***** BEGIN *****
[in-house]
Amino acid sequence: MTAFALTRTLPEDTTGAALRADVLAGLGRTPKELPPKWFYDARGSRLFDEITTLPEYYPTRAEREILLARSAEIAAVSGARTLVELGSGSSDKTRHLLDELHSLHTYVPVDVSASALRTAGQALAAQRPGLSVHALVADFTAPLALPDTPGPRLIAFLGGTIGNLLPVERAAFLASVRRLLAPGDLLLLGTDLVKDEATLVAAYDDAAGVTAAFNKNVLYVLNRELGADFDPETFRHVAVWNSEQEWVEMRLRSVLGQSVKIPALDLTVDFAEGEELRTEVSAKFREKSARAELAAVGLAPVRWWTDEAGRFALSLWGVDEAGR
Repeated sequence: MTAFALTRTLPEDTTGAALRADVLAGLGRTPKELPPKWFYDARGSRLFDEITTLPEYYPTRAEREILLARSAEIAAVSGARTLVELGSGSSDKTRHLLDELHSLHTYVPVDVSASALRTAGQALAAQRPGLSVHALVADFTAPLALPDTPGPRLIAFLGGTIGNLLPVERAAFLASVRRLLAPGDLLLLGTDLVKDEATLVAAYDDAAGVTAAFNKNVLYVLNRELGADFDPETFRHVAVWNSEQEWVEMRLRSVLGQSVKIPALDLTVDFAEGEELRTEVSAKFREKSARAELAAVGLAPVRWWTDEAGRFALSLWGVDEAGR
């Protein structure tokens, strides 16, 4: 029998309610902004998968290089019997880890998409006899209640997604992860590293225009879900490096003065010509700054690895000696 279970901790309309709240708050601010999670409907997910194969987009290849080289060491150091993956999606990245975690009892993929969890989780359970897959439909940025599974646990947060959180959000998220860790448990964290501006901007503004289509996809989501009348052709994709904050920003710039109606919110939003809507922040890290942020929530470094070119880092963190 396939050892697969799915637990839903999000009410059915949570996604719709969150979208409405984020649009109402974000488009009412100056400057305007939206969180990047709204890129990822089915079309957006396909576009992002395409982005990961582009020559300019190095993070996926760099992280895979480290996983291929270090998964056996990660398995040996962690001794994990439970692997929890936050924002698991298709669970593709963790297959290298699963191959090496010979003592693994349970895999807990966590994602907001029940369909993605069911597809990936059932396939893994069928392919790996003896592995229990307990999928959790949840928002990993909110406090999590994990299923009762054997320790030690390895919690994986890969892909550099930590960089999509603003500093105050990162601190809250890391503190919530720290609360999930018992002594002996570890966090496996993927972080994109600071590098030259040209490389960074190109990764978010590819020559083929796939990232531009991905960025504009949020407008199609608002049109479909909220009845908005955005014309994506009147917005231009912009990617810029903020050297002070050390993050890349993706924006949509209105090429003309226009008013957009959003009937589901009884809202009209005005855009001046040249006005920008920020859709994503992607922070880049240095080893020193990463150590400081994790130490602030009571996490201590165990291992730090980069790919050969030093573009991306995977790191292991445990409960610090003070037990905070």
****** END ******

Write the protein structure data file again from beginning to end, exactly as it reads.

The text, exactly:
[in-house]
Amino acid sequence: MTAFALTRTLPEDTTGAALRADVLAGLGRTPKELPPKWFYDARGSRLFDEITTLPEYYPTRAEREILLARSAEIAAVSGARTLVELGSGSSDKTRHLLDELHSLHTYVPVDVSASALRTAGQALAAQRPGLSVHALVADFTAPLALPDTPGPRLIAFLGGTIGNLLPVERAAFLASVRRLLAPGDLLLLGTDLVKDEATLVAAYDDAAGVTAAFNKNVLYVLNRELGADFDPETFRHVAVWNSEQEWVEMRLRSVLGQSVKIPALDLTVDFAEGEELRTEVSAKFREKSARAELAAVGLAPVRWWTDEAGRFALSLWGVDEAGR
Repeated sequence: MTAFALTRTLPEDTTGAALRADVLAGLGRTPKELPPKWFYDARGSRLFDEITTLPEYYPTRAEREILLARSAEIAAVSGARTLVELGSGSSDKTRHLLDELHSLHTYVPVDVSASALRTAGQALAAQRPGLSVHALVADFTAPLALPDTPGPRLIAFLGGTIGNLLPVERAAFLASVRRLLAPGDLLLLGTDLVKDEATLVAAYDDAAGVTAAFNKNVLYVLNRELGADFDPETFRHVAVWNSEQEWVEMRLRSVLGQSVKIPALDLTVDFAEGEELRTEVSAKFREKSARAELAAVGLAPVRWWTDEAGRFALSLWGVDEAGR
């Protein structure tokens, strides 16, 4: 029998309610902004998968290089019997880890998409006899209640997604992860590293225009879900490096003065010509700054690895000696 279970901790309309709240708050601010999670409907997910194969987009290849080289060491150091993956999606990245975690009892993929969890989780359970897959439909940025599974646990947060959180959000998220860790448990964290501006901007503004289509996809989501009348052709994709904050920003710039109606919110939003809507922040890290942020929530470094070119880092963190 396939050892697969799915637990839903999000009410059915949570996604719709969150979208409405984020649009109402974000488009009412100056400057305007939206969180990047709204890129990822089915079309957006396909576009992002395409982005990961582009020559300019190095993070996926760099992280895979480290996983291929270090998964056996990660398995040996962690001794994990439970692997929890936050924002698991298709669970593709963790297959290298699963191959090496010979003592693994349970895999807990966590994602907001029940369909993605069911597809990936059932396939893994069928392919790996003896592995229990307990999928959790949840928002990993909110406090999590994990299923009762054997320790030690390895919690994986890969892909550099930590960089999509603003500093105050990162601190809250890391503190919530720290609360999930018992002594002996570890966090496996993927972080994109600071590098030259040209490389960074190109990764978010590819020559083929796939990232531009991905960025504009949020407008199609608002049109479909909220009845908005955005014309994506009147917005231009912009990617810029903020050297002070050390993050890349993706924006949509209105090429003309226009008013957009959003009937589901009884809202009209005005855009001046040249006005920008920020859709994503992607922070880049240095080893020193990463150590400081994790130490602030009571996490201590165990291992730090980069790919050969030093573009991306995977790191292991445990409960610090003070037990905070």